By Galen Holley and Bob Schwartz
TUPELO – The Hebrew word shuv, from which the Judeo-Christian religious world derives its concept of conversion, means to turn or change direction. For a Tupelo woman that turn will be toward a community that already feels like home.
Friday morning, Glenda Morlock-Gault will formally become a member of the Jewish community. As the most recent convert at Tupelo’s Temple B’nai Israel, Morlock-Gault will undergo a ritual immersion and stand before a panel of three learned Jews to give an account of her faith.
Previous conversions in the congregation took place in Memphis and elsewhere, but this will be the first in Tupelo. Morlock-Gault undertook the year-long process under the guidance of Rabbi Marshal Klaven of the Goldring/Woldenberg Institute of Southern Jewish Life in Jackson.
The ritual on Friday will formalize Morlock-Gault’s commitment in the faith, but her fellow congregants have considered her part of the community for some time.
“Someone said I have a Jewish soul. I really don’t know,” said Morlock-Gault, who was raised an evangelical Christian but has been taking part in congregational life at Temple B’nai for six years.
“I just know it’s who I am,” she said.Jewish communities have not traditionally reached out to attract new members. In fact, the overwhelming majority of Jews are born Jewish. The Pew Forum on Religion and Public Life estimates that 85 percent of the 6.5 million Jews in the U.S. were raised in the faith.
Some 10,000 Americans convert to Judaism each year. In Mississippi, where estimates place the number of Jewish faithful at only 1,500, conversion is rare indeed.
Jewish congregations are generally open and welcoming to non-Jews, and that’s especially true at Temple B’nai Israel, where the power of Southern hospitality is as strong as at any other house of worship.
From the moment Morlock-Gault set foot in Temple B’nai Israel, the unique mixture of ancient tradition and small town friendliness captivated her.
“The people were warm and welcoming,” said Morlock-Gault. “They didn’t try to make me believe what they believed. They accepted me, talked with me and encouraged me to think and read and make up my own mind.”
The requirements for conversion differ among Jewish movements. The Reform movement, with which Temple B’nai Israel is associated, leaves many of the specifics of study and ritual up to the individual rabbi. Study is the centerpiece of the process, and Rabbi Klaven designed a rigorous distance-learning program for Morlock-Gault.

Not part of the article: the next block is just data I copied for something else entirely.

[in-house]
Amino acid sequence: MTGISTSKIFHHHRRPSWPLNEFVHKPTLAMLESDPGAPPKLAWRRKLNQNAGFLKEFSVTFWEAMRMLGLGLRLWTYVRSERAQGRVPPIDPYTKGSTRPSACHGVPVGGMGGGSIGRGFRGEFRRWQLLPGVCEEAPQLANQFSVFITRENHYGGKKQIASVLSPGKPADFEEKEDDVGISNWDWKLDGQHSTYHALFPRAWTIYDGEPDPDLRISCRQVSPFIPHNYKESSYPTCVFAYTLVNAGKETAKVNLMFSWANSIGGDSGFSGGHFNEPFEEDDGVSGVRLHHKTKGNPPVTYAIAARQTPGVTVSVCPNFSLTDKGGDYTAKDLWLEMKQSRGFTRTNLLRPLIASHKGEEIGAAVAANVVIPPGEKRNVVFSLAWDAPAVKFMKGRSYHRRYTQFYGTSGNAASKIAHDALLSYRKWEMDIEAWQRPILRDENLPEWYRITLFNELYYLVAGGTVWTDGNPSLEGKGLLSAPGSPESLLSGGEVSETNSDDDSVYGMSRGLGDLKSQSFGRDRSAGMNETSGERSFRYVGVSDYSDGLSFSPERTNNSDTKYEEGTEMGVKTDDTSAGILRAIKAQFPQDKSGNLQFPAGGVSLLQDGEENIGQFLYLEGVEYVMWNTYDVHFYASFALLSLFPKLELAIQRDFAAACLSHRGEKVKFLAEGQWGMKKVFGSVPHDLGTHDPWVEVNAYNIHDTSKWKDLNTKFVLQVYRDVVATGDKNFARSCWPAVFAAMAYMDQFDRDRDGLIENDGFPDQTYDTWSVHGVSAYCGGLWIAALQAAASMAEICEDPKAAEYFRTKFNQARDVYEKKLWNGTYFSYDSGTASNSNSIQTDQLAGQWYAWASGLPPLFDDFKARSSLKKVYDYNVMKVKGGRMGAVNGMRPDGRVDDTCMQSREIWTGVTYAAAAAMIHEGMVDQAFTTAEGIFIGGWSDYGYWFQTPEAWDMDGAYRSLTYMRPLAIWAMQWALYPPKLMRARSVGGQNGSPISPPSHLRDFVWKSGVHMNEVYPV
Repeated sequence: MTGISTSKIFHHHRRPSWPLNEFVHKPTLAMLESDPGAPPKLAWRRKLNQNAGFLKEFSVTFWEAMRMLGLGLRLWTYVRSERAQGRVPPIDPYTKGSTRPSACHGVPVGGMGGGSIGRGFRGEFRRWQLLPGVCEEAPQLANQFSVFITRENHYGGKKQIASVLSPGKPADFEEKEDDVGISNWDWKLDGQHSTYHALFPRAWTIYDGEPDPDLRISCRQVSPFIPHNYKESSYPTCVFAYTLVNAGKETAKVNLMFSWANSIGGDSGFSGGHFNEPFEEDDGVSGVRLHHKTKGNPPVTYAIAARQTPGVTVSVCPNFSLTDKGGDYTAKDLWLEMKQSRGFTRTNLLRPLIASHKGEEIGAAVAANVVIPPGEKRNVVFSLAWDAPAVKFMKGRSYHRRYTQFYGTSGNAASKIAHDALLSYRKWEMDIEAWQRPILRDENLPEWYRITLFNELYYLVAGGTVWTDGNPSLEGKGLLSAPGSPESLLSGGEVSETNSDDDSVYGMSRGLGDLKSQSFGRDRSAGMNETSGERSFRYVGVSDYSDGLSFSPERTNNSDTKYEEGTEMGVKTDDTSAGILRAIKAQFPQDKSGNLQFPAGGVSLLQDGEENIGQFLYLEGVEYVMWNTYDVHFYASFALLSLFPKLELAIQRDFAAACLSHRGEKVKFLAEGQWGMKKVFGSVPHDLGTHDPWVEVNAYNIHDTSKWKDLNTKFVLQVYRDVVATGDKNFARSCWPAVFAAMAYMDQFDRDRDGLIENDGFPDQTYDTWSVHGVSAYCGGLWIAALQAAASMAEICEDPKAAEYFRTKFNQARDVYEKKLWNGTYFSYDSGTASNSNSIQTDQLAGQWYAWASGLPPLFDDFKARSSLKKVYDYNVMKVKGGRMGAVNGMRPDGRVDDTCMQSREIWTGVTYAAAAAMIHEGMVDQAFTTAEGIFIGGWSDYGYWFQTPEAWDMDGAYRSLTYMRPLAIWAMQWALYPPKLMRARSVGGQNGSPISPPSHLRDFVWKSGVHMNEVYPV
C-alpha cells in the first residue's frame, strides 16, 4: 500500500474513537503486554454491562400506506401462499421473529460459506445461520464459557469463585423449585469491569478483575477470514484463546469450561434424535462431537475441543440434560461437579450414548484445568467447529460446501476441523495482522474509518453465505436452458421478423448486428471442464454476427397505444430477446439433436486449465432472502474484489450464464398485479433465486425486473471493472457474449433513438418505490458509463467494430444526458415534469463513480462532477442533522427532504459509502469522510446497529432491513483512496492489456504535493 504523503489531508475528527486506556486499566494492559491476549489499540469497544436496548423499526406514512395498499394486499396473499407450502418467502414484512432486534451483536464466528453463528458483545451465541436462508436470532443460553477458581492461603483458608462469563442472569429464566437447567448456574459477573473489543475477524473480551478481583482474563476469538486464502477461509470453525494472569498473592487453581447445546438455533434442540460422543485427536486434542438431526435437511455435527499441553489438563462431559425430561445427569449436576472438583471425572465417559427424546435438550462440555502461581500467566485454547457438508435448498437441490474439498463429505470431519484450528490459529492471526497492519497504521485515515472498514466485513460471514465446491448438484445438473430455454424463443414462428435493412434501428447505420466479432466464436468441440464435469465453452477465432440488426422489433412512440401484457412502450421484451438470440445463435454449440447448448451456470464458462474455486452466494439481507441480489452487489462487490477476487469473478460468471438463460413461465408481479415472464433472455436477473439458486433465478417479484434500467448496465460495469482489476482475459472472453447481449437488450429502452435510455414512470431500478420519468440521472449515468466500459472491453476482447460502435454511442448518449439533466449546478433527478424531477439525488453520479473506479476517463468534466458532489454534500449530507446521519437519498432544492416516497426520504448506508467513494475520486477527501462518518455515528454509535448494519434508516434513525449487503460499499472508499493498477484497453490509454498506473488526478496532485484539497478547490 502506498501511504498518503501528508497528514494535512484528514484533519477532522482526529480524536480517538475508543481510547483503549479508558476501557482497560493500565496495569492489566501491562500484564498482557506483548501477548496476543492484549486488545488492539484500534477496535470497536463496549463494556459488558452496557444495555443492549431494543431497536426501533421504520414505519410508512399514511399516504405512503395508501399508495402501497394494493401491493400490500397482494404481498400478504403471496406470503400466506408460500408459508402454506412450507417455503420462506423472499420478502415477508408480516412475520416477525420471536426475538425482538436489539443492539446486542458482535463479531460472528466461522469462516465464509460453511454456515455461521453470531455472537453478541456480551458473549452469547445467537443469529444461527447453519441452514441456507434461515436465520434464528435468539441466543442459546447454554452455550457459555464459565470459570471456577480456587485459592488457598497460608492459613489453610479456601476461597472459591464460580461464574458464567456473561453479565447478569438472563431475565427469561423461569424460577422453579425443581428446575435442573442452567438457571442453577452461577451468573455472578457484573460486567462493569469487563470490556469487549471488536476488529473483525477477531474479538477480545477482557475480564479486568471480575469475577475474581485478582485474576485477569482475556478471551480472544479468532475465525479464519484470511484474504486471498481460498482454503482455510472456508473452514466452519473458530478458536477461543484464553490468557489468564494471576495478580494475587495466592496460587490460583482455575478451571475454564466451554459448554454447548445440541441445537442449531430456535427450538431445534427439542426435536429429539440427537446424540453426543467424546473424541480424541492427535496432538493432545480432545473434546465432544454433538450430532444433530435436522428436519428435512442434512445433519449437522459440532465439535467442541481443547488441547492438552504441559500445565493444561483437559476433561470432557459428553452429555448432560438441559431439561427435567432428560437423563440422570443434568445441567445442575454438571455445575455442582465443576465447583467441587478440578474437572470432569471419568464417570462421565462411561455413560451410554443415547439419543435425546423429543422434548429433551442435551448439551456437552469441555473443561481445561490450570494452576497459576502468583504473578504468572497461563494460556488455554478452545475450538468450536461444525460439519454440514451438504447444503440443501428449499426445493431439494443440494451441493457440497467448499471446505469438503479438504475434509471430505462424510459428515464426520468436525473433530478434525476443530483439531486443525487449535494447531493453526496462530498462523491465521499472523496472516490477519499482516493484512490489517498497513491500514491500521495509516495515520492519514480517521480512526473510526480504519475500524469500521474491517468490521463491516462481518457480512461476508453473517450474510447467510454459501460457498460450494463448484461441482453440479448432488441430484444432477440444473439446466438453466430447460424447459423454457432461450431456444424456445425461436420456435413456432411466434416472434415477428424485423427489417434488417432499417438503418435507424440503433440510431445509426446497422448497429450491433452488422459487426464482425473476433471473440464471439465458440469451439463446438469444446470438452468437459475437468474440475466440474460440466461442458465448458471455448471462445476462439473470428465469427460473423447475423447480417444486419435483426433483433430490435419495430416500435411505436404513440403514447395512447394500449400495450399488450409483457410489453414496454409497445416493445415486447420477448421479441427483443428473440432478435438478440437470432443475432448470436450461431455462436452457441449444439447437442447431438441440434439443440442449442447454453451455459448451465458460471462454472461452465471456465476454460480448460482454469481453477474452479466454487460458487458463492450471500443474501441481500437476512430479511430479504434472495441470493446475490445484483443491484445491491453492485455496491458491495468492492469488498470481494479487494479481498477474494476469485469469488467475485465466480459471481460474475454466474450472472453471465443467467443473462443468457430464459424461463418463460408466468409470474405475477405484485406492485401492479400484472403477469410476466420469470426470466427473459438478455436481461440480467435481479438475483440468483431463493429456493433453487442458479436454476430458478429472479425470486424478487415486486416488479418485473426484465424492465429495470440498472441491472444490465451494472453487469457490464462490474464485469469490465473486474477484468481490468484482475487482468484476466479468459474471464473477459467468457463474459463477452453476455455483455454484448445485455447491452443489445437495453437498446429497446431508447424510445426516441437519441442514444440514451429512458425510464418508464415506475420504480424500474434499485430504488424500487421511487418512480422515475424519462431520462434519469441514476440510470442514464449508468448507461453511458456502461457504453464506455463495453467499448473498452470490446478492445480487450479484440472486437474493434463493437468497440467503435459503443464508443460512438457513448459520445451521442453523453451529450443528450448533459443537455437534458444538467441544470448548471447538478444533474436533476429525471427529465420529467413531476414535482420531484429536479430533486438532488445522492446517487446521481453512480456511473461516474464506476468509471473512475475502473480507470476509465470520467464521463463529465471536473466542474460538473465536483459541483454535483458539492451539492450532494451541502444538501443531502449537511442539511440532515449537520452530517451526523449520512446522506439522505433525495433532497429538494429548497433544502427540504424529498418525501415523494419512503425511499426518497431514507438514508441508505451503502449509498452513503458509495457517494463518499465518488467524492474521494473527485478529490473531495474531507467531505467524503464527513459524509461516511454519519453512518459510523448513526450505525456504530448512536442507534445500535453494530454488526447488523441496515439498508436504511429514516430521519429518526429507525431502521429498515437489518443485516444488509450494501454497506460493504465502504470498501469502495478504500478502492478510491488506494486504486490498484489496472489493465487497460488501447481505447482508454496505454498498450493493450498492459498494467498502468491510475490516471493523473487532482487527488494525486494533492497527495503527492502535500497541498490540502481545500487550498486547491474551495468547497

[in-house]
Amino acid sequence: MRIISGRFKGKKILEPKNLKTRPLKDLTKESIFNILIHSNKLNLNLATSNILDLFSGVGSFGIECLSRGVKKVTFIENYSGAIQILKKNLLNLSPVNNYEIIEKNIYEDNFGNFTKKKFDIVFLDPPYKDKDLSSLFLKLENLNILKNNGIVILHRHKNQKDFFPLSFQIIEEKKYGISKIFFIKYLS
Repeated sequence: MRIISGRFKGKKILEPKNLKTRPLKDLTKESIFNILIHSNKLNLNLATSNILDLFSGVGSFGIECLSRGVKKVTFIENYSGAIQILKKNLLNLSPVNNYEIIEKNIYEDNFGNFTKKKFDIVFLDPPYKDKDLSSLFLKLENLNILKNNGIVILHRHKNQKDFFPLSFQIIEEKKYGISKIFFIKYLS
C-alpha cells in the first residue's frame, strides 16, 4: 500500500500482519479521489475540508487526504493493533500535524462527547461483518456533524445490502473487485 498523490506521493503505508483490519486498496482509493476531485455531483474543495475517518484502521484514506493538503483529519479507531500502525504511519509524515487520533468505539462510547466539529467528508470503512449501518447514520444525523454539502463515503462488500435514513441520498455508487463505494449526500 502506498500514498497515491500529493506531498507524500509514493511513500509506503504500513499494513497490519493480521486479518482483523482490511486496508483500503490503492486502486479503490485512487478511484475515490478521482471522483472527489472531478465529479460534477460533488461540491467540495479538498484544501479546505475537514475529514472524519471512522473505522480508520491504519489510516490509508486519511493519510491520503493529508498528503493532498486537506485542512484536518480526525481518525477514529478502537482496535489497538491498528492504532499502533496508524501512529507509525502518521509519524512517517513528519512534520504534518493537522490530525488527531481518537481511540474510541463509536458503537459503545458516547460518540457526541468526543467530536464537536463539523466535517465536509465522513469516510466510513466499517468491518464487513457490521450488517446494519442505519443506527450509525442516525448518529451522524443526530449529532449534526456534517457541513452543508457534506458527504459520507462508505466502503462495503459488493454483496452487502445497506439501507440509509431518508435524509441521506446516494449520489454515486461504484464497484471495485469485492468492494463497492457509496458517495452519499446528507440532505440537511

Even before the conversion, she worked out her own set of spiritual disciplines. For years she has abstained from shellfish and pork, which are prohibited by the Jewish food laws of kashrut. In addition to attending services, she has also studied the Tanakh, the canon of Hebrew scriptures. She even taught herself Hebrew.
Temple B’nai Israel stands at the intersection of two distinctive cultures – Judaism, with its ancient pedigree and Middle Eastern customs, and the American South, last bastion of gentility and familial hospitality.
Becoming a Jew here is perhaps different than it might be in any other place on earth. That’s been the experience of Butch and Mary Henderson, who after a decade worshiping at the temple still haven’t formally converted.
“There’s no put-on about anybody at the temple. Everybody is just themselves and they seem to appreciate my wife and I being ourselves,” said Butch, a Booneville attorney who grew up Episcopalian.
As with Morlock-Gault, personal study led Henderson to gradually become part of the Jewish community, and at 66, with no children left to raise, he sees no reason to go through the formal process. He and Mary are just part of the family, and those sitting next to them at services are fine with that.
Jewish merchants brought the religion to North Mississippi, and the relationships forged through trading introduced Henderson to Jews in Booneville. A Jewish friend loaned Henderson’s father money to build their first family home.
“It just seemed very natural to me,” said Henderson, remembering how Jewish people were part of the social landscape of his childhood. In some way, he said, that familiarity perhaps led him to become a “self-proclaimed Jew” much later in life.
A number of Jewish congregations in Mississippi have closed in recent years, leaving only 11 still active. In such a small universe, Morlock-Gault’s commitment is indeed special.
“The affirmation and confirmation which will be present at Glenda’s conversion is heard so much louder in a state such as Mississippi,” said Rabbi Klaven, who, during a special service Friday evening will publicly proclaim Morlock-Gault’s commitment in the faith.
“Glenda’s decisions can play a major role in the continued growth of the Jewish community in Mississippi and beyond,” he said. Her example will “uphold the Jewish perspective that a Jew by choice is equal to a Jew by birth.”
Contact Daily Journal religion editor Galen Holley at (662) 678-1510 or firstname.lastname@example.org. Contact community columnist Bob Schwartz at email@example.com.